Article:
Basophil activation test: Mechanisms and considerations for use in clinical trials and clinical practice

Allergy. 2021 Aug;76(8):2420-2432. doi: 10.1111/all.14747. Epub 2021 Feb 27.


The basophil activation test (BAT) is a functional assay that measures the degree of degranulation following stimulation with allergen or controls by flow cytometry. It correlates directly with histamine release. From the dose-response curve resulting from BAT in allergic patients, basophil reactivity (%CD63+ basophils) and basophil sensitivity (EC50 or similar) are the main outcomes of the test. BAT takes into account all characteristics of IgE and allergen and thus can be more specific than sensitization tests in the diagnosis of allergic disease. BAT reduces the need for in vivo procedures, such as intradermal tests and allergen challenges, which can cause allergic reactions of unpredictable severity. As it closely reflects the patients' phenotype in most cases, it may be used to support the diagnosis of food, venom and drug allergies and chronic urticaria, to monitor the natural resolution of food allergies and to predict and monitor clinical the response to immunomodulatory treatments, such as allergen-specific immunotherapy and biologicals. Clinical application of BAT requires analytical validation, clinical validation, standardization of procedures and quality assurance to ensure reproducibility and reliability of results. Currently, efforts are ongoing to establish a platform that could be used by laboratories in Europe and in the USA for quality assurance and certification.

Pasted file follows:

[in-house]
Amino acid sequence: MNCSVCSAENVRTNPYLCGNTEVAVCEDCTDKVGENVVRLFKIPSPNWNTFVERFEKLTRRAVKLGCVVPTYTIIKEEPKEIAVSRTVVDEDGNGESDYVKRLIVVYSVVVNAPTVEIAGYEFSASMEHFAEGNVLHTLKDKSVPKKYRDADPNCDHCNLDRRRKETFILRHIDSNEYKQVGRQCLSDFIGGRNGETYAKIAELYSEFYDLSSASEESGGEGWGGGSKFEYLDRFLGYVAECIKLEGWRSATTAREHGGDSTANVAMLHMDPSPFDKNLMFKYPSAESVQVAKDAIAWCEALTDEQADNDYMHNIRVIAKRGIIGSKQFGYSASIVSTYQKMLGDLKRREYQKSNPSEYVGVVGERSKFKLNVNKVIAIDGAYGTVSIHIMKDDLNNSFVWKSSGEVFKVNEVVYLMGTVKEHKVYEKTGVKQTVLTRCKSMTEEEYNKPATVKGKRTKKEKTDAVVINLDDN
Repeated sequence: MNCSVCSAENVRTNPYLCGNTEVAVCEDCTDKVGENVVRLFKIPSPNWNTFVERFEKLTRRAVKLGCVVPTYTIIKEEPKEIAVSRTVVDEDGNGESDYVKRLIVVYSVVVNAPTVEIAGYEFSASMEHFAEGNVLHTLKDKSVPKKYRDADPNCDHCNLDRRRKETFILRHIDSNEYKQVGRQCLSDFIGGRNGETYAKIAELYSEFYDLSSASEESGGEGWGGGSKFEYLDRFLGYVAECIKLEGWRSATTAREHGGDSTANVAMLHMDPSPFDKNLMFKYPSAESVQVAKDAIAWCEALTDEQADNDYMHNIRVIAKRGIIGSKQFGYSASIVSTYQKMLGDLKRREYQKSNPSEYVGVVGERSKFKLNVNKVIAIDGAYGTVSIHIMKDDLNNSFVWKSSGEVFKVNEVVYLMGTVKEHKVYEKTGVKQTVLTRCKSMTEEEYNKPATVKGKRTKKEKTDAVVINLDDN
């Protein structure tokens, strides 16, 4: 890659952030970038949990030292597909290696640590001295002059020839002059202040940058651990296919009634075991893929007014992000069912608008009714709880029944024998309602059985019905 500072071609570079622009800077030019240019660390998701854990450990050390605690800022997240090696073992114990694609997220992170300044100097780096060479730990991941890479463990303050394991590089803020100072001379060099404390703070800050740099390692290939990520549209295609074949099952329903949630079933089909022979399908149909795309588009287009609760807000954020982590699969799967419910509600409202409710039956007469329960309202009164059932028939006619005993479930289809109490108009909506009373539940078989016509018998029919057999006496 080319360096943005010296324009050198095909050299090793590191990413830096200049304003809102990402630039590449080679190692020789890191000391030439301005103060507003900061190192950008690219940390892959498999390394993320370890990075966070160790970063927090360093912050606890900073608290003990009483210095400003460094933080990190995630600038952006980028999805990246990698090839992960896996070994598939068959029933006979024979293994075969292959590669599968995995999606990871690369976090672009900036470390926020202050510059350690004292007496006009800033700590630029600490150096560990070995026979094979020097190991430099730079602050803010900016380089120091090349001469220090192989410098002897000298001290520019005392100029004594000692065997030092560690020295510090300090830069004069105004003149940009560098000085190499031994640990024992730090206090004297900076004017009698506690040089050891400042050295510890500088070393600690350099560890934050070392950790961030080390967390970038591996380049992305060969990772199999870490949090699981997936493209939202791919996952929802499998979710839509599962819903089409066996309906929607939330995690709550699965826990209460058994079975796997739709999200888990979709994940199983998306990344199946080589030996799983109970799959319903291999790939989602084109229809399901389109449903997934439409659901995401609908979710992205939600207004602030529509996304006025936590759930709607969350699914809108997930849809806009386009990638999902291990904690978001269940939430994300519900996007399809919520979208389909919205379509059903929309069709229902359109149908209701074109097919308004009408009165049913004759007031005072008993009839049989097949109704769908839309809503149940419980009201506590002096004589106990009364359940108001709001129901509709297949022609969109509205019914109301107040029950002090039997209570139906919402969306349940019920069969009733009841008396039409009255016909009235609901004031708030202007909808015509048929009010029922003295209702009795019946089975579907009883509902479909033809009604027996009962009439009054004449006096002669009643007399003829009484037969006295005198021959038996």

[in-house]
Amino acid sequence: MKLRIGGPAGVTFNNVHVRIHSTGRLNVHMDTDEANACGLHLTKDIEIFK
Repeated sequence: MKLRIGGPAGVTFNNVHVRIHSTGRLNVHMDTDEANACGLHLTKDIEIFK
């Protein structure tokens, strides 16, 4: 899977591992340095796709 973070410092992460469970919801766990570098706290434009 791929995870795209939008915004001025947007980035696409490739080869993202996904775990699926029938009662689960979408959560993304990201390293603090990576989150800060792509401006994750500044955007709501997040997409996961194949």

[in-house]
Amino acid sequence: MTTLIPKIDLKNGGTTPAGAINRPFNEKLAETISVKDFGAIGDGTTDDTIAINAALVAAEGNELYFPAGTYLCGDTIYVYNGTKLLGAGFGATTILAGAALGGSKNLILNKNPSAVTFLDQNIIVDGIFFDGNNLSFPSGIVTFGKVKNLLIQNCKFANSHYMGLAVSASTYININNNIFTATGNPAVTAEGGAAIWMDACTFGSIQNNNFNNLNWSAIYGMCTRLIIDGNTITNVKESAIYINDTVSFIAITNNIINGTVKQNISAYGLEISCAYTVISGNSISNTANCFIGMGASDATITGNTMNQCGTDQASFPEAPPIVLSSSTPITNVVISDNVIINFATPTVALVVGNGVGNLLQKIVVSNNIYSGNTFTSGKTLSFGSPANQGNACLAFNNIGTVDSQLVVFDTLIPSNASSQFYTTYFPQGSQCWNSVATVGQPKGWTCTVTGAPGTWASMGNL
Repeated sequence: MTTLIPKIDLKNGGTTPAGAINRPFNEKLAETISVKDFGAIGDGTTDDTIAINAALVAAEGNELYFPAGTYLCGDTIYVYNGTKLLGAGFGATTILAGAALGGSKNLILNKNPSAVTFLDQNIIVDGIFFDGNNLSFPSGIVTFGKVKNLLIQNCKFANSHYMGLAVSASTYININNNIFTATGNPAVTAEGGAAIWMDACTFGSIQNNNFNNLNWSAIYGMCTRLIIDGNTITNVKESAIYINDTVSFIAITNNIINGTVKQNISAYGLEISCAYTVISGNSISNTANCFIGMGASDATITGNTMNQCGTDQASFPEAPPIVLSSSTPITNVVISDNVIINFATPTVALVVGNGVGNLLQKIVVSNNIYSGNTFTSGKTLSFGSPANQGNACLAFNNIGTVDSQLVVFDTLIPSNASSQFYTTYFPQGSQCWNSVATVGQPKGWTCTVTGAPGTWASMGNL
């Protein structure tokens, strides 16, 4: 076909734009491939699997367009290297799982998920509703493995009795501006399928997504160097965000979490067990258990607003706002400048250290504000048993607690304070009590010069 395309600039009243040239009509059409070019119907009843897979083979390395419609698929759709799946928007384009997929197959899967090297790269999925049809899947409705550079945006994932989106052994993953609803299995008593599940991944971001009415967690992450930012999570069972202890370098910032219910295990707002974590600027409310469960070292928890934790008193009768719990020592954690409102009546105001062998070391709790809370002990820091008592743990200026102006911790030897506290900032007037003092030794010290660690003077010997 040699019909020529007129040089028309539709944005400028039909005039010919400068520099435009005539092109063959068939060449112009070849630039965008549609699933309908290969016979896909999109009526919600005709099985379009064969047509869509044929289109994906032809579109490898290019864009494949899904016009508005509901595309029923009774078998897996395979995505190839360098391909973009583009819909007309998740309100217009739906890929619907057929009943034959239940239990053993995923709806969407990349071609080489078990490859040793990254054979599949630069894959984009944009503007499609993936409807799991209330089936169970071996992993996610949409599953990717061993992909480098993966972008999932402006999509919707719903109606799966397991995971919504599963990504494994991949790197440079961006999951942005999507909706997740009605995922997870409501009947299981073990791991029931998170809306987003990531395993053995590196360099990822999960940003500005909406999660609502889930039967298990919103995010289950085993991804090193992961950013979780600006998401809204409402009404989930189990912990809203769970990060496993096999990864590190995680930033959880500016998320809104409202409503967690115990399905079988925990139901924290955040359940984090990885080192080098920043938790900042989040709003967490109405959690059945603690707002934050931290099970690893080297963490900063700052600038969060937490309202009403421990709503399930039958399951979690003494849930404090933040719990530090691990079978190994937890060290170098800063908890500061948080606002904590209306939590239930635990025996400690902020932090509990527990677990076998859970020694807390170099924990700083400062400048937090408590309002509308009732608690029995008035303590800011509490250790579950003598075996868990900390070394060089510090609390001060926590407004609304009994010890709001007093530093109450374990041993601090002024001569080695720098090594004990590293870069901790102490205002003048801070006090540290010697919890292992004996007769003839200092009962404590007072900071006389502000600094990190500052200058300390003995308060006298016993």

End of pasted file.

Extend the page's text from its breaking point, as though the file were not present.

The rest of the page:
Keywords: CD63; allergy; basophil activation test; diagnosis; immunotherapy.

Publication types

  • Research Support, Non-U.S. Gov't
  • Review

MeSH terms

  • Allergens
  • Basophil Degranulation Test
  • Basophils*
  • Flow Cytometry
  • Food Hypersensitivity*
  • Humans
  • Reproducibility of Results
  • Tetraspanin 30


  • Allergens
  • Tetraspanin 30